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website samples??

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tymm Smithwebsite samples??
by on May 29, 2009 at 3:02:08 pm

here's my question. on our website, we have both editing and motion graphic examples (clearly labeled as such) that contain portions of a televsion show that was posted in our shop. while we don't own the show, we are clearly just showing examples of the work that was completed IN HOUSE and in those specific categories. the client now wants us to remove all references to those clips, stating that he owns them...we stated that we are merely showing examples of the work that was created for the WE created and were hired to do...

so, what is the legal standing on something like this? should he follow up with an attorney, how will we fair? clearly WE did the work, and are just showcasing our talents...this is the first time a client has gotten really worked up about this. we told him that it is industry standard to display examples of work created...

please advise or help or whatever...


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Bob BonniolRe: website samples??
by on May 29, 2009 at 3:53:04 pm

Hard to say without knowing the particulars of your deal/contract language. But generally we all are operating on a "work for hire" basis that has our clients (usually) owning the final output. Bottom line in that case, is that the client can absolutely forbid you to show the work for demo purposes. We have a whole raft of clients who won't allow us to post work on our website from their projects. Some will allow stills and descriptions, some will allow media with a big fat client logo watermark, and some will allow none at all. It's up to them...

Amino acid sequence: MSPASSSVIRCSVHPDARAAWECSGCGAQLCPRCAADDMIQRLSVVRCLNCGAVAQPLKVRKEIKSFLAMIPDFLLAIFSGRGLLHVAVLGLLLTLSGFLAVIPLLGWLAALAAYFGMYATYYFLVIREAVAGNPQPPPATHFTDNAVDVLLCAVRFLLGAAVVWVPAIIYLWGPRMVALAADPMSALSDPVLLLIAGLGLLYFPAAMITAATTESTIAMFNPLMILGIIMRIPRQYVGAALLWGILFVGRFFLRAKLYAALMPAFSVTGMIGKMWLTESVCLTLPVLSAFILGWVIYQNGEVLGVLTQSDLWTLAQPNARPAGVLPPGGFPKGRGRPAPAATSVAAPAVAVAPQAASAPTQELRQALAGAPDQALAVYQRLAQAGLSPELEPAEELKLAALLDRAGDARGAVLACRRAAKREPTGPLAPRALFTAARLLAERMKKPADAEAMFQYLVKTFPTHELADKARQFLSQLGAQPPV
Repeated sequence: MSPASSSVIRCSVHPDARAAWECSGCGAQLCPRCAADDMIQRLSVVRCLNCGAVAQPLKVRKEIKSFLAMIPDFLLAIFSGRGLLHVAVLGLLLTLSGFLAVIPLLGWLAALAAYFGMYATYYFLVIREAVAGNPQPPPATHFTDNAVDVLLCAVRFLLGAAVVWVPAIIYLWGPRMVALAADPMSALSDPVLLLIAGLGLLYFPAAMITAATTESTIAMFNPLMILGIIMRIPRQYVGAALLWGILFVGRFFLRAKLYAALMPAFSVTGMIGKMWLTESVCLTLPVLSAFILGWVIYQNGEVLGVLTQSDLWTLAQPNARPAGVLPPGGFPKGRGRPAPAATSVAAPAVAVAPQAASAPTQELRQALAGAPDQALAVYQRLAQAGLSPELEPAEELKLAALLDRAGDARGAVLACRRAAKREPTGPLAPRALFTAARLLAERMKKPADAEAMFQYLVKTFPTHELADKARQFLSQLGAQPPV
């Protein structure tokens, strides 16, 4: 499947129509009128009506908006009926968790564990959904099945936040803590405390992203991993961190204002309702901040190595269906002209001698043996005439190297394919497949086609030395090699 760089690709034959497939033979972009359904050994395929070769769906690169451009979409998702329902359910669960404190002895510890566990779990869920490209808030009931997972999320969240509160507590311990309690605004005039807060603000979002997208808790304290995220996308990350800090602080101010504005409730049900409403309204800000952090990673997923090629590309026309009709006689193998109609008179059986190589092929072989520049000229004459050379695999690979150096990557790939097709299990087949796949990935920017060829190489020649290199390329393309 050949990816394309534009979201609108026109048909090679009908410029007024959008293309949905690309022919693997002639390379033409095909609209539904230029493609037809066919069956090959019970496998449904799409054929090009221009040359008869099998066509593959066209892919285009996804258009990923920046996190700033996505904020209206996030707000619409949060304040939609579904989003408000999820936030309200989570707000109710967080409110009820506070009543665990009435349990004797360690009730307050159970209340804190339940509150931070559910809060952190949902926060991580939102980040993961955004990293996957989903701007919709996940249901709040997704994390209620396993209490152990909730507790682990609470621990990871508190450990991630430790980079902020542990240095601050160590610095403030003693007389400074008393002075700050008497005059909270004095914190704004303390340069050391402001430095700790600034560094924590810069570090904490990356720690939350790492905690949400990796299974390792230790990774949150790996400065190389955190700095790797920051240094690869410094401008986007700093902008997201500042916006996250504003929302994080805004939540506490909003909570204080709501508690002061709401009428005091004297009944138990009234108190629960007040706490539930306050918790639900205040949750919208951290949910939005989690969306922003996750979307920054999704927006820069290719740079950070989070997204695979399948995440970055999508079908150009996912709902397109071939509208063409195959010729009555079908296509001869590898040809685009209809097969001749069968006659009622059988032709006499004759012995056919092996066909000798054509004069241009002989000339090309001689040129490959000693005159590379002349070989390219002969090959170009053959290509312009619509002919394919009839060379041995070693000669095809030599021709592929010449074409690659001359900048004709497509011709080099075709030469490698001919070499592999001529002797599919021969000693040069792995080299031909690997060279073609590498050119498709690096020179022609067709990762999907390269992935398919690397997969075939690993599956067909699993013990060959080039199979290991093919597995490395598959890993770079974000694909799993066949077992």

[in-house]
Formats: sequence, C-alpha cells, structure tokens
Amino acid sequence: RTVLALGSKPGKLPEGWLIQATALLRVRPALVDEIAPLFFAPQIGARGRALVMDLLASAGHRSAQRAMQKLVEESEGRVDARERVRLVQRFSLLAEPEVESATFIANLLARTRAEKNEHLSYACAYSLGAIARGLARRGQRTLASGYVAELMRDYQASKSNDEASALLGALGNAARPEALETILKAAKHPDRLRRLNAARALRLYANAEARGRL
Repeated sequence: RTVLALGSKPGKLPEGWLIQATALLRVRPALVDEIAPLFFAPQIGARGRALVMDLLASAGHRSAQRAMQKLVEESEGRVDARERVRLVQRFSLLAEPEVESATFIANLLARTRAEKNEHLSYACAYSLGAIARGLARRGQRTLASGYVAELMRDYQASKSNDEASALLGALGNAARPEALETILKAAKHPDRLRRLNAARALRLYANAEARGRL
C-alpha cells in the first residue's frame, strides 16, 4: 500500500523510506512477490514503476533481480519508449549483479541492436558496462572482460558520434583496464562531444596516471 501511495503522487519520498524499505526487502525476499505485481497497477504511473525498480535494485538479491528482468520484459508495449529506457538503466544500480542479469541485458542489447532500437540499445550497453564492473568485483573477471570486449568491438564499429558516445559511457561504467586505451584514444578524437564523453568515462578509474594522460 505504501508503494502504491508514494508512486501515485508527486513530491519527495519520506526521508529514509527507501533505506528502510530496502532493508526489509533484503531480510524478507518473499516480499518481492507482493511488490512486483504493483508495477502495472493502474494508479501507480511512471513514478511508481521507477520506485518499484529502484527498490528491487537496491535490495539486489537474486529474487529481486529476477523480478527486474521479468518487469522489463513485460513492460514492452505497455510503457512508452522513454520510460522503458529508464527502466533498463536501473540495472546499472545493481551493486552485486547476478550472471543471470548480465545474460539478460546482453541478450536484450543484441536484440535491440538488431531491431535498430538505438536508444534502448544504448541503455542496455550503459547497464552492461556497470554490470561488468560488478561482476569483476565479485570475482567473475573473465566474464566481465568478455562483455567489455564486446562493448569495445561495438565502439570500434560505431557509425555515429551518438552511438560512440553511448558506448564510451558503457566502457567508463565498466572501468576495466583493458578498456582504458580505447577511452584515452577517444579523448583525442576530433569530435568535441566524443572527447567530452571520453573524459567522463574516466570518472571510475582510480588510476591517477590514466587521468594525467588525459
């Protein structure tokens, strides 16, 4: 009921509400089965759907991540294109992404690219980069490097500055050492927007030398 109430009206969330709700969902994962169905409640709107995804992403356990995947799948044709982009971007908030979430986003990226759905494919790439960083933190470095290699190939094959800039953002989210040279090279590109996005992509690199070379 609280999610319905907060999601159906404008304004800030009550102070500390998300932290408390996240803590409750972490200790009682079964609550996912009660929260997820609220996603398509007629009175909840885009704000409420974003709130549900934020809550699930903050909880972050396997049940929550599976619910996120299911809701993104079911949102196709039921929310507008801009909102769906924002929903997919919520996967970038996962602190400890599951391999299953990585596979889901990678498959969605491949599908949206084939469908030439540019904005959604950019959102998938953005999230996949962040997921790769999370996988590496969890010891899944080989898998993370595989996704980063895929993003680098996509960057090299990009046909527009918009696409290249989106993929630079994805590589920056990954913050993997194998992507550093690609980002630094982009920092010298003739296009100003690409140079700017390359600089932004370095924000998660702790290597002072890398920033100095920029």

BTW it is certainly NOT industry standard to display client copyrighted work without permission. We always ask the clients. If they say no, then we don't do it. How will you fair with the attorney ? Hmmmm. How big is your legal fund compared to your clients ? Maybe more importantly, how do you feel about affidavits/court records/documents etc that show you to be a target of litigation showing up on the web to anybody that googles your company name ? Perception is everything. A new client does some basic due diligence and finds you allowed things to get to the lawyer stage... Doesn't look good.

Finally: Why alienate a client ? Not planning on doing any more work for them ?

Don't do it. It's almost NEVER worth it to let things get in the lawyers hands...

Bob Bonniol

MODE Studios
Contributing Editor, Live Design Magazine
Art of the Edit Forum Leader
Live & Stage Event Forum Leader
HD Forum Leader

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Bruce BennettRe: website samples??
by on May 29, 2009 at 4:00:01 pm

Hi Tymm,

There have been many discussions/posts about this on the COW. If you do a search, you will find a lot of past posts/discussions, opinions, etc. The opinions here seem to vary on the definition of a “Work for Hire.” Some believe that the client owns everything and/or the finished product no matter what. Some believe that the client owns everything and/or the finished product only if there was/is a WRITTEN “Work for Hire Agreement” between you and your client.

[tymm Smith] "...this is the first time a client has gotten really worked up about this."

Does this mean that this is a long-time, valued client that may continue their business relationship with you/your company? Does the client spend a decent amount of money with you/your company? If so, regardless of what you (and others here on the COW) feel, I would do what your client asks and take them down to avoid losing the client and their future projects.